Thursday, March 15, 2007

The Lady, The Chef and The Courtesan

The Lady, The Chef and The Courtesan, by Marisol
Country: Venezuela

"According to a Latin American proverb, a complete woman must be a lady in the living room, a chef in the kitchen and a courtesan in the bedroom."

Ironically, a couple of days after writing a post ranting about the difficulties of finding anything to read from Venezuela, I came across a review of this book online. I read the blurb on Amazon, and since I have a weakness for certain types of book - in this instance, a feminist novel of newly discovered inner power enabling the central character to go against her mother and cultural traditions to follow her heart and step into a new life in Chicago - I snapped up a copy and dived in.

As it turns out, the original reviewer was right on the money - I can't find her review, but she wrote something along the lines of 'not great, but interesting for the cultural knowledge it contains'. My initial impressions of the novel were not favourable. I thought the language was stiff and cliched, nothing piqued my interest and I decided that life is to short to carry on reading if it didn't pick up by the end of the first chapter. As it turned out, the book did pick up - without wishing to give too much away, much of the main body of the novel is Pilar's grandmother diaries, containing stories from her life, lessons she learned on love, cooking and living in Venezuelan society and a secret she carried with her to her grave. Slightly weirdly, once the author got into the diary excerpts, her prose changed and became beautifully composed and flowing. The contents of the text also changed, revealing aspects of traditional Venezuelan customs and culture within the main storyframe. Unfortunately, the end was a little predictable and unsatisfying, but I do now posess a killer paella recipe, which I will be trying out as soon as I buy some oregano!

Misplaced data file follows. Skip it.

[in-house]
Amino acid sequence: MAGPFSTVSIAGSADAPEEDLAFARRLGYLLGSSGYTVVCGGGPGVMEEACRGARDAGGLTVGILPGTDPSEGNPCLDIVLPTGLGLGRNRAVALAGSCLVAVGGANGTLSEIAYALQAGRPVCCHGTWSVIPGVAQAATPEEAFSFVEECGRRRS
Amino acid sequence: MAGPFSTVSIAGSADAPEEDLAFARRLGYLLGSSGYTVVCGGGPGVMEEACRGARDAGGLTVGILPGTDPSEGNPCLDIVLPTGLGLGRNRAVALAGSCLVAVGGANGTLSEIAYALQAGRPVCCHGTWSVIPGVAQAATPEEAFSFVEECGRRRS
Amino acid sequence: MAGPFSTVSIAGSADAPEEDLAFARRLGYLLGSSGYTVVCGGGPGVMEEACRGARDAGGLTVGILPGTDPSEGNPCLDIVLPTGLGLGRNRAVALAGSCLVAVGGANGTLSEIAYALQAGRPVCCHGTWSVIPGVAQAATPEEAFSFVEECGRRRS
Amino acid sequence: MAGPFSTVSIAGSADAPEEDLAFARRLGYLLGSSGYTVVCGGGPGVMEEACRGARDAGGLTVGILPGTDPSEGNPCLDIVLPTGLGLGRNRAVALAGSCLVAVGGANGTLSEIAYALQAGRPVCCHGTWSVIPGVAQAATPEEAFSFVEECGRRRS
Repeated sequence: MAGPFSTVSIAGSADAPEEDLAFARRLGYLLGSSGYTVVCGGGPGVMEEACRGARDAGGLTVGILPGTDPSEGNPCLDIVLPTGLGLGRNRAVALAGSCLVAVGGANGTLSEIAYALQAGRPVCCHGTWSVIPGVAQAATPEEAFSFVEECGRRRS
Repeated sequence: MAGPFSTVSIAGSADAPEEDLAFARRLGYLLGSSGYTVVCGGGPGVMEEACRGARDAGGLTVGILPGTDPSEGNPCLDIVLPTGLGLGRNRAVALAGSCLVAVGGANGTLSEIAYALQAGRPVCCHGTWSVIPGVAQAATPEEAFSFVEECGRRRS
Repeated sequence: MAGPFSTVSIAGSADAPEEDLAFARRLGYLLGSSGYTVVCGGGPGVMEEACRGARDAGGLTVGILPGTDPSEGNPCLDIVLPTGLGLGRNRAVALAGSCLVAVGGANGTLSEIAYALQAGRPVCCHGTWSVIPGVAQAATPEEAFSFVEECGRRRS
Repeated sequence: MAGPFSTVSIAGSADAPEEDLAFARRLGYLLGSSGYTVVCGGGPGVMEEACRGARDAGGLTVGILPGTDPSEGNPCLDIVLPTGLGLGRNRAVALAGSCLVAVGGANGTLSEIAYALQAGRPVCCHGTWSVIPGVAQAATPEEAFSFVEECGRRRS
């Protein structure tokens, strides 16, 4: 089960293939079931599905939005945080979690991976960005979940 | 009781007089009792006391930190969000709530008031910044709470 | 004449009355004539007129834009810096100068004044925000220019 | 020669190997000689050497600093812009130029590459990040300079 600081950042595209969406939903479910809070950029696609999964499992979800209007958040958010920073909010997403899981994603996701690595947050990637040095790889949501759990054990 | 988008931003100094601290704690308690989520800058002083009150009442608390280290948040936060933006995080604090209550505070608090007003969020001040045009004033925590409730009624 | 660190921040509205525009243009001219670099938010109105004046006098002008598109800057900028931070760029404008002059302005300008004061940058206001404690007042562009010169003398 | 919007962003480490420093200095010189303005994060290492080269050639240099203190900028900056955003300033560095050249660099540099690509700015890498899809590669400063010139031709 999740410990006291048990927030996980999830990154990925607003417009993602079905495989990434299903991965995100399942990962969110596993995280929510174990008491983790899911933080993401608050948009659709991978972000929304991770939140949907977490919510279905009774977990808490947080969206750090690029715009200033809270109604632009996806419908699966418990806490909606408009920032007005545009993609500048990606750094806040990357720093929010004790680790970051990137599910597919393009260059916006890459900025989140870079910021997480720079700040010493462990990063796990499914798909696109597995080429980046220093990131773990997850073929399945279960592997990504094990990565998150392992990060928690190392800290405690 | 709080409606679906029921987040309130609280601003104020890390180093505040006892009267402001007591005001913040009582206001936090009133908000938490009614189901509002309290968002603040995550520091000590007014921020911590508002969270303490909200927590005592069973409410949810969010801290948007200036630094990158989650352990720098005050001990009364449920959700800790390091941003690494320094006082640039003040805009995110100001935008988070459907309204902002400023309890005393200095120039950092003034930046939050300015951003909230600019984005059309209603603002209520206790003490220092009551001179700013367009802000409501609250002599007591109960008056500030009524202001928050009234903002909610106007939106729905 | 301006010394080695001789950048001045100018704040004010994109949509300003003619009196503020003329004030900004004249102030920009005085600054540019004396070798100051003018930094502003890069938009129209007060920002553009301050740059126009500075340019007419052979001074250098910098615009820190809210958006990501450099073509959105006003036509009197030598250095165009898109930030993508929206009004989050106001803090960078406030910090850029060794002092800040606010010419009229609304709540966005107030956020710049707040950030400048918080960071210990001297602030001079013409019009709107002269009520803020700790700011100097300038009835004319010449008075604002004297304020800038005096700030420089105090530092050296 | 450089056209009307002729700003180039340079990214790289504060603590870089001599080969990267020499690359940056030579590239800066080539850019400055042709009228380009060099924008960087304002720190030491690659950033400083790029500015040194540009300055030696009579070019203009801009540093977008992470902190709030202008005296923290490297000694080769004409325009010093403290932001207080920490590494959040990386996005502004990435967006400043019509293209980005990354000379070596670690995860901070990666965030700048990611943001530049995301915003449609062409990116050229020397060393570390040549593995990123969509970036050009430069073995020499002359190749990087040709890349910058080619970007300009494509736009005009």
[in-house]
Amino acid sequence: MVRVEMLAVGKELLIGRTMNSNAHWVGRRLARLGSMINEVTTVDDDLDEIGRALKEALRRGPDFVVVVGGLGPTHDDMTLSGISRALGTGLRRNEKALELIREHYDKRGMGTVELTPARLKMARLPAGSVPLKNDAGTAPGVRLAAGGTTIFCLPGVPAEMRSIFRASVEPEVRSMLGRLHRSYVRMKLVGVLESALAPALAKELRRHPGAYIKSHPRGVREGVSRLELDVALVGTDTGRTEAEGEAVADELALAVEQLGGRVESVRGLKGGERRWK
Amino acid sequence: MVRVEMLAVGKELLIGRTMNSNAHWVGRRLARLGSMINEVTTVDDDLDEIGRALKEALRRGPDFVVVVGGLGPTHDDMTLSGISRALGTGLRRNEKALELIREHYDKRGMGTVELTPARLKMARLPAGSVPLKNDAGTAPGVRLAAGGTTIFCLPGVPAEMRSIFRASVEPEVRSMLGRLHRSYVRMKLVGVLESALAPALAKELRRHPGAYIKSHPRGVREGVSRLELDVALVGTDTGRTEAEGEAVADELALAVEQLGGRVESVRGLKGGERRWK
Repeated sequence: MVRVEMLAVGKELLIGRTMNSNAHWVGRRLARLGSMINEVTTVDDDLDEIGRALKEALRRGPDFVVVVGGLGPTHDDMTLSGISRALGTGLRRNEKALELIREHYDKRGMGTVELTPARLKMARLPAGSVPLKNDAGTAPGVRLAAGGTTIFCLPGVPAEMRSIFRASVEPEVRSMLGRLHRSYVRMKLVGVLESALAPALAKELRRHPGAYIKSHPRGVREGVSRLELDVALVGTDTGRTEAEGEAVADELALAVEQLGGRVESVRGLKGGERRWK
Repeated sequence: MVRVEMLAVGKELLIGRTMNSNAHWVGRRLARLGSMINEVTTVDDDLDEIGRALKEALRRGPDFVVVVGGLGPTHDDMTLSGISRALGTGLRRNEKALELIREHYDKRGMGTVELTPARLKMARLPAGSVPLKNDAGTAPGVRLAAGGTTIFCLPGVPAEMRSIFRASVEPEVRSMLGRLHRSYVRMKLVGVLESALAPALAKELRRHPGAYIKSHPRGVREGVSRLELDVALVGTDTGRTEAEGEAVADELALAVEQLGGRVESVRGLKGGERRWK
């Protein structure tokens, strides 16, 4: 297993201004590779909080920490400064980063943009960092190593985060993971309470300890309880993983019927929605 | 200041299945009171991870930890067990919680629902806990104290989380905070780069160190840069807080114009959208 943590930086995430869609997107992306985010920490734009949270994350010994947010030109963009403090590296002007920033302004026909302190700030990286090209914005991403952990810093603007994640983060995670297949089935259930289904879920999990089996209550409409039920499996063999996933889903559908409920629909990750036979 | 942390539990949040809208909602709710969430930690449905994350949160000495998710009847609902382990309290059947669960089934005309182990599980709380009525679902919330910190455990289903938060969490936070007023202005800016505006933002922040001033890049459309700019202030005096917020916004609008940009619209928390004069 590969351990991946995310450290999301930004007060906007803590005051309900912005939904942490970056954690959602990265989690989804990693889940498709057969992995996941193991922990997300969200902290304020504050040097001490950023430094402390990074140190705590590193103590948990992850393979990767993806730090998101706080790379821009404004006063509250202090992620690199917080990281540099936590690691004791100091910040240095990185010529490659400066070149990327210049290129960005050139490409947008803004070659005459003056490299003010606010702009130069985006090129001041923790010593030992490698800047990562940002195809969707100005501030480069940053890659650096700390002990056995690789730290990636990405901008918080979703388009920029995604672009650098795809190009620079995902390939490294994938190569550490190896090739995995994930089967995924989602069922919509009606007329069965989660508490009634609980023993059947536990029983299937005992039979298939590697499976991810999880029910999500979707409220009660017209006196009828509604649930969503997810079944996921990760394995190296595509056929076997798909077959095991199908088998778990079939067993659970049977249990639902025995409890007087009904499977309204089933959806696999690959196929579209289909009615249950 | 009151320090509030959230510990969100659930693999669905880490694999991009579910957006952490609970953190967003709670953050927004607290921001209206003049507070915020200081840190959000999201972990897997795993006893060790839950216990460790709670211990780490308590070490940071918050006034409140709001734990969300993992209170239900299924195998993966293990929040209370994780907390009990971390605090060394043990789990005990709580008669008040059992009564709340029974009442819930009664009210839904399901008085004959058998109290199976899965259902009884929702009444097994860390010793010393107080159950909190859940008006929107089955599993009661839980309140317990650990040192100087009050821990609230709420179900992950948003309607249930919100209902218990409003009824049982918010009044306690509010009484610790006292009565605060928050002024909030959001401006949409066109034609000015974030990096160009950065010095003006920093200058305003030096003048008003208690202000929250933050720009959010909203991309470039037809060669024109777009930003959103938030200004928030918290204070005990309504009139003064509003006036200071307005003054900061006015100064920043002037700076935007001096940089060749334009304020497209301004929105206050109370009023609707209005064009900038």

Here's three facts about Venezuelan culture you probably didn't know:

1. Women are expected to remain virgins until they marry, but men undergo a rite of entry into manhood by visiting prostitutes in brothels.

2. When a marriage proposal is put forward between two families, the bride's propective mother-in-law must prepare the most delectable meal she can for the bride's family to prove that her son is worthy of his future wife (who will already have undergone extensive training for housewifery).

3. Traditionally, Venezuelan women make a lot of their own beauty products - tooth whitener made with lime juice and baking soda, lip plumper made with honey and chillis and each woman will also blend her own unique individual scent.

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